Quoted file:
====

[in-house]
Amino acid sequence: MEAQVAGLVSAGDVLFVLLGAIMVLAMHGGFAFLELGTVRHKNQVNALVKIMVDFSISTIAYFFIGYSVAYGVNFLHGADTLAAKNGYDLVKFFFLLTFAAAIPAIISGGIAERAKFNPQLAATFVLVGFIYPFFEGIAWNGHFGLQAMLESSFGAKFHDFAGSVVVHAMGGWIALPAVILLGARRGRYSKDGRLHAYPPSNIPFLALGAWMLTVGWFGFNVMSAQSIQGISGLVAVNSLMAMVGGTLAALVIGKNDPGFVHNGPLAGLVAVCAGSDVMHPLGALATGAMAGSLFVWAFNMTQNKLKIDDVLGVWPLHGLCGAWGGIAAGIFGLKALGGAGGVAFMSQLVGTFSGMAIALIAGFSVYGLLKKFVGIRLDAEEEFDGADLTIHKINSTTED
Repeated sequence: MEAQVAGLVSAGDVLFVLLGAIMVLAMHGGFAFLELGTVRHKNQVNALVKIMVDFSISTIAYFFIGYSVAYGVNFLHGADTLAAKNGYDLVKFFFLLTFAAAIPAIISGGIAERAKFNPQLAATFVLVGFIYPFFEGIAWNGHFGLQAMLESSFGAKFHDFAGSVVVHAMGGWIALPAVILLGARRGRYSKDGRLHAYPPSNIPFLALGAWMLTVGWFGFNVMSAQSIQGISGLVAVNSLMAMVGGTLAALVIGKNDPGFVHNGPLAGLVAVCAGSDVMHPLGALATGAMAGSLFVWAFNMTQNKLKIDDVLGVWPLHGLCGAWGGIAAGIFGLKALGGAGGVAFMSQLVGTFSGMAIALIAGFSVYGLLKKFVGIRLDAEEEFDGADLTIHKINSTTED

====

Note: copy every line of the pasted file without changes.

[in-house]
Amino acid sequence: MEAQVAGLVSAGDVLFVLLGAIMVLAMHGGFAFLELGTVRHKNQVNALVKIMVDFSISTIAYFFIGYSVAYGVNFLHGADTLAAKNGYDLVKFFFLLTFAAAIPAIISGGIAERAKFNPQLAATFVLVGFIYPFFEGIAWNGHFGLQAMLESSFGAKFHDFAGSVVVHAMGGWIALPAVILLGARRGRYSKDGRLHAYPPSNIPFLALGAWMLTVGWFGFNVMSAQSIQGISGLVAVNSLMAMVGGTLAALVIGKNDPGFVHNGPLAGLVAVCAGSDVMHPLGALATGAMAGSLFVWAFNMTQNKLKIDDVLGVWPLHGLCGAWGGIAAGIFGLKALGGAGGVAFMSQLVGTFSGMAIALIAGFSVYGLLKKFVGIRLDAEEEFDGADLTIHKINSTTED
Repeated sequence: MEAQVAGLVSAGDVLFVLLGAIMVLAMHGGFAFLELGTVRHKNQVNALVKIMVDFSISTIAYFFIGYSVAYGVNFLHGADTLAAKNGYDLVKFFFLLTFAAAIPAIISGGIAERAKFNPQLAATFVLVGFIYPFFEGIAWNGHFGLQAMLESSFGAKFHDFAGSVVVHAMGGWIALPAVILLGARRGRYSKDGRLHAYPPSNIPFLALGAWMLTVGWFGFNVMSAQSIQGISGLVAVNSLMAMVGGTLAALVIGKNDPGFVHNGPLAGLVAVCAGSDVMHPLGALATGAMAGSLFVWAFNMTQNKLKIDDVLGVWPLHGLCGAWGGIAAGIFGLKALGGAGGVAFMSQLVGTFSGMAIALIAGFSVYGLLKKFVGIRLDAEEEFDGADLTIHKINSTTED